The United States has announced that it will close its only immigration office in Russia next month over what it called a “significant decrease in workload.”
The move follows two years of mutual diplomatic staff cuts and consulate closures after the U.S. said that Russia interfered in its presidential election in 2016. Late last year, the U.S. doubled fees for Russians seeking multiple-entry three-year visas in 2019, saying it mirrors the fee Russia charges U.S. citizens for a similar type of visa.
U.S. Doubles 3-Year Visa Fees for Russians in ‘Reciprocal’ Move
U.S. Citizenship and Immigration Services (USCIS) announced Wednesday that it would stop accepting applications at its Moscow office on Feb. 28 and would permanently close it on March 29.
The immigration office provides services related to travel document applications, family reunifications, as well as naturalization.
USCIS said that its field office in Athens, Greece, would assume jurisdiction over immigration matters in Russia. The Athens office already provides services to 14 other post-Soviet republics, including the Baltic nations of Estonia, Latvia and Lithuania.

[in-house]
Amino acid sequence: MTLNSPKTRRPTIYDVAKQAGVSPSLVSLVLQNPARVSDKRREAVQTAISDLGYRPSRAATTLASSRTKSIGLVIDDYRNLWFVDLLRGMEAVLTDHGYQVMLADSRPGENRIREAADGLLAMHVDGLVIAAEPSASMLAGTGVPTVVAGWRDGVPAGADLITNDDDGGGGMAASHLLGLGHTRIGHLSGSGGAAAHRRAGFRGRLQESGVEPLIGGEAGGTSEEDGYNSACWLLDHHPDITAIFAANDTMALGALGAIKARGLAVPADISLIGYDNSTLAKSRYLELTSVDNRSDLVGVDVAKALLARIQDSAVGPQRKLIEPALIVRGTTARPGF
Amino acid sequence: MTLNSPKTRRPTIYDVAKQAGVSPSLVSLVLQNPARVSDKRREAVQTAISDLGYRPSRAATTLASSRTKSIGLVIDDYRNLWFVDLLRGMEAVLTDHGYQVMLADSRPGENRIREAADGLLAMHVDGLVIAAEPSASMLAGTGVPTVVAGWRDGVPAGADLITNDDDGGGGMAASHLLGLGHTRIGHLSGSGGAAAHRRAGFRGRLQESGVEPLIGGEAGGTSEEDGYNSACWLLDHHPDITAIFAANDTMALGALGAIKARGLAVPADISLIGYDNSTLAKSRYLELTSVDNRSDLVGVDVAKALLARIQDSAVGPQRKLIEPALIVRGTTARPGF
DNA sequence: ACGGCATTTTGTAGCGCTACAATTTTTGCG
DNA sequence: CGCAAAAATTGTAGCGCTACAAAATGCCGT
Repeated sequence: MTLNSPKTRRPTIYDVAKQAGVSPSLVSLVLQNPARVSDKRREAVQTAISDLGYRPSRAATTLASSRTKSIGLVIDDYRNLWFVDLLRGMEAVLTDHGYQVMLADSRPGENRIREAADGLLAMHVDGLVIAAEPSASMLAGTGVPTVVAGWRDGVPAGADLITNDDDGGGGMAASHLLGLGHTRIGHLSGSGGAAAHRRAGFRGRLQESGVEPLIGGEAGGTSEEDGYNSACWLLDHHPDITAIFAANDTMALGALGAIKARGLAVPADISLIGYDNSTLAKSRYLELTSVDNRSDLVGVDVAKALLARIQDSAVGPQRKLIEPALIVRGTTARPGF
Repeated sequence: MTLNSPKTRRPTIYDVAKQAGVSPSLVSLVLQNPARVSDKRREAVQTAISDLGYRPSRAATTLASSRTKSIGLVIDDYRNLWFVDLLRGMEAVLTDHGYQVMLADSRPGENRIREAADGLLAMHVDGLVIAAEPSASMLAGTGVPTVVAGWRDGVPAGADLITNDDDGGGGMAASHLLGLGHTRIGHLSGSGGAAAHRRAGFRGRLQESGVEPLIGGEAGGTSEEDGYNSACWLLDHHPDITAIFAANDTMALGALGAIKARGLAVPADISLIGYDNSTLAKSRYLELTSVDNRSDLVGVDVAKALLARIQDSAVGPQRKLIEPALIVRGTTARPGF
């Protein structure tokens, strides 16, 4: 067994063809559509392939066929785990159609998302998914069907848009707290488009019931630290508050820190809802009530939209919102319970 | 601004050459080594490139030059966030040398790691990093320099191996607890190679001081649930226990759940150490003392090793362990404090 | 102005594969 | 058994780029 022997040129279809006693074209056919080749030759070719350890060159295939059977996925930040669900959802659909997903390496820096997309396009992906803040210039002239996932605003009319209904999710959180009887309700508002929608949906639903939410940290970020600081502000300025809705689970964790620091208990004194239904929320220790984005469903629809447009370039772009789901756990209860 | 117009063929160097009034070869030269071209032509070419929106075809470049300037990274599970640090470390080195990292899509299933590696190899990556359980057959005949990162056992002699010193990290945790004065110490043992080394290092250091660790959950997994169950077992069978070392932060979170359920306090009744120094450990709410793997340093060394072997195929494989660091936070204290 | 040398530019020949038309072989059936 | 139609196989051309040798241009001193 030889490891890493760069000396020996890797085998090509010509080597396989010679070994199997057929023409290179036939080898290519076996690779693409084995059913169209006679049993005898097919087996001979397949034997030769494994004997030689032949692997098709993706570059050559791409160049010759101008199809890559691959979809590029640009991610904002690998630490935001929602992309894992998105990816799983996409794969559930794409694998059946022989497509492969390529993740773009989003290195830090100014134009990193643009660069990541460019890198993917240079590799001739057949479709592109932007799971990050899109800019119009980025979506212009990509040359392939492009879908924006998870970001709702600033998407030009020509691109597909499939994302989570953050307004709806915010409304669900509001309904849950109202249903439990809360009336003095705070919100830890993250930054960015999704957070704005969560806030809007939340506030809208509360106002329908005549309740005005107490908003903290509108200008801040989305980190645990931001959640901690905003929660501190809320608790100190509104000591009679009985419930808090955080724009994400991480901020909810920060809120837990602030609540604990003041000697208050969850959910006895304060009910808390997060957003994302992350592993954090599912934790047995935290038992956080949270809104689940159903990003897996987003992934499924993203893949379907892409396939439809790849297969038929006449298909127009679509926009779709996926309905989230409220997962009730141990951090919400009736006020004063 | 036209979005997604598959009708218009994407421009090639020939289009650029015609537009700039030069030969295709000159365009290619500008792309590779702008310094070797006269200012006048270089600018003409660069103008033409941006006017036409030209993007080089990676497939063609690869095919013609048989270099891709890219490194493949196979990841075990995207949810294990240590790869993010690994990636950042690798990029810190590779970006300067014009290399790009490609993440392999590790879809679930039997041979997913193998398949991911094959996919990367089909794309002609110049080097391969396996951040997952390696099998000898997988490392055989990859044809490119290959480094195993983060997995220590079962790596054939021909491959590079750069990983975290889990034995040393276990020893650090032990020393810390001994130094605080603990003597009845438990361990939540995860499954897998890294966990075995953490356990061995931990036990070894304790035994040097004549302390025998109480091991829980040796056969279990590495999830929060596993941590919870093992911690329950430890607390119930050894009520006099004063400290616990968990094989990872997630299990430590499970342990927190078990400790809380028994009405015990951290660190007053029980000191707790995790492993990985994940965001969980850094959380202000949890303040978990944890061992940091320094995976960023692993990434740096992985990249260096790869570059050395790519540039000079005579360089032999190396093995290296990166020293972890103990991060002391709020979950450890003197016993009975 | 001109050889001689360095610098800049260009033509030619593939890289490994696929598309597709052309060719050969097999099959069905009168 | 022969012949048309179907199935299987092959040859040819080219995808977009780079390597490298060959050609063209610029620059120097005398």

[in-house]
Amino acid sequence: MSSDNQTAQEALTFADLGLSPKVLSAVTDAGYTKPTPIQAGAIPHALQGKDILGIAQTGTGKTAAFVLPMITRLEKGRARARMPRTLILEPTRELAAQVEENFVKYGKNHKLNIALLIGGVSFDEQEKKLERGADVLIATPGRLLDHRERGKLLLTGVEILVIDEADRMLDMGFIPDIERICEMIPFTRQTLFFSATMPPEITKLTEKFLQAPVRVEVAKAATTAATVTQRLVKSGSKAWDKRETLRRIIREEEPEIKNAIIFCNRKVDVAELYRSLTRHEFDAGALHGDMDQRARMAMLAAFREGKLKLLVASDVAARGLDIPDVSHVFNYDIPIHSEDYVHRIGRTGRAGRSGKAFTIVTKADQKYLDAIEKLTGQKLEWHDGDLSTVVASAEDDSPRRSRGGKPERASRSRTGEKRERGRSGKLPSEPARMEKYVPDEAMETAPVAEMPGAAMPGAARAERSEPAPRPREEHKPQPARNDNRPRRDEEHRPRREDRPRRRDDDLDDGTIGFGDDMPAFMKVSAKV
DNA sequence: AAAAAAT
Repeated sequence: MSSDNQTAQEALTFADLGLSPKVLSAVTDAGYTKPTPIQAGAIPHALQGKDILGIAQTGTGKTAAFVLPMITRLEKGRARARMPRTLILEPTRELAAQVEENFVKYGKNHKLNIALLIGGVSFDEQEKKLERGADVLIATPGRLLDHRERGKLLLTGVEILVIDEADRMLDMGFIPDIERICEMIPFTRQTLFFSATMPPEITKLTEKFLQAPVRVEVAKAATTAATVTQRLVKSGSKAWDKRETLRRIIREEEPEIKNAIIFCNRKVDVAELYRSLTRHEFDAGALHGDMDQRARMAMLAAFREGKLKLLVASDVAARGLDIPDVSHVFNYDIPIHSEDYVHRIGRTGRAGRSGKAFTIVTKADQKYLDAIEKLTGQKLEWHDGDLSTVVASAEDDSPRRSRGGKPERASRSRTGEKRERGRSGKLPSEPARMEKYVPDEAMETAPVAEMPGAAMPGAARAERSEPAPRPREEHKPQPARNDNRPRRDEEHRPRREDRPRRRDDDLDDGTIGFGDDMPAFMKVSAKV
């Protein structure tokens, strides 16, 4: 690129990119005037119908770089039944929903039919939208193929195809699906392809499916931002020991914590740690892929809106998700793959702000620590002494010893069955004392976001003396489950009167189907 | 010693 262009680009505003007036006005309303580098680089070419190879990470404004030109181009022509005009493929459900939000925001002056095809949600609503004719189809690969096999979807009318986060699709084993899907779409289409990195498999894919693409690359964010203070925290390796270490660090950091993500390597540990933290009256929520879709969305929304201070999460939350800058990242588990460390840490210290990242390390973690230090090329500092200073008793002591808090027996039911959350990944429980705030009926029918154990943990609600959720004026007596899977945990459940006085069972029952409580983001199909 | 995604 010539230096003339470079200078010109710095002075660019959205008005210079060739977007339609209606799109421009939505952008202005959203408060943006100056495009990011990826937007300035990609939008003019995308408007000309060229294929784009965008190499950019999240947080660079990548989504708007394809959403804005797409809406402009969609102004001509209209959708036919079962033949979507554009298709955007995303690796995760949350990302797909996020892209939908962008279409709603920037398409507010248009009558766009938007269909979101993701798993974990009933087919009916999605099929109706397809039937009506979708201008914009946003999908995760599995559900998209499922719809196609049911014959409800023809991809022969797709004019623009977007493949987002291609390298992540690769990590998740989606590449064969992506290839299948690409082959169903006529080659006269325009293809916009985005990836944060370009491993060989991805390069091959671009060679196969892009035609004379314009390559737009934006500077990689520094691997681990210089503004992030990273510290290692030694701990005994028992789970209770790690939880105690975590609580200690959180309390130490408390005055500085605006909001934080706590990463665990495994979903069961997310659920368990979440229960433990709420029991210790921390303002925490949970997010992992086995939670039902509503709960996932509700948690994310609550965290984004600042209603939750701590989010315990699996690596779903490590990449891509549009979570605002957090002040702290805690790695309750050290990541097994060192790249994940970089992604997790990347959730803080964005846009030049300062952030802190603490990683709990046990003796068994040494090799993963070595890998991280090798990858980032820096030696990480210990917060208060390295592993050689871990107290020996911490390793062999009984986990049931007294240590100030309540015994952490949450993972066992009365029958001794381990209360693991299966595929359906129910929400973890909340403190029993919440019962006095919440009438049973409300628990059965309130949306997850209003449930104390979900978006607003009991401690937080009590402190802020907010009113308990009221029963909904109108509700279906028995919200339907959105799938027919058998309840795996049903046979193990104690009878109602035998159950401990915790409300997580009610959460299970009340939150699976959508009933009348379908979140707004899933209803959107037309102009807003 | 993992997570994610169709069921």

The U.S. Embassy in Moscow will take over parts of the USCIS’ functions, while the USCIS Refugee Affairs Division will oversee refugee interviews.
Legal experts told Russian media they doubt that the latest closure was politically motivated and concurred with the USCIS’ stated reason.
Gregory Finkelson, head of the consulting firm American Corporate Services, told the BFM radio station that the USCIS was likely “not provided with any work.”
“Russians have mastered other markets, they can now get different visas in different countries,” Alexander Treshchev, the head of the European Lawyers Association in Russia, was quoted as saying.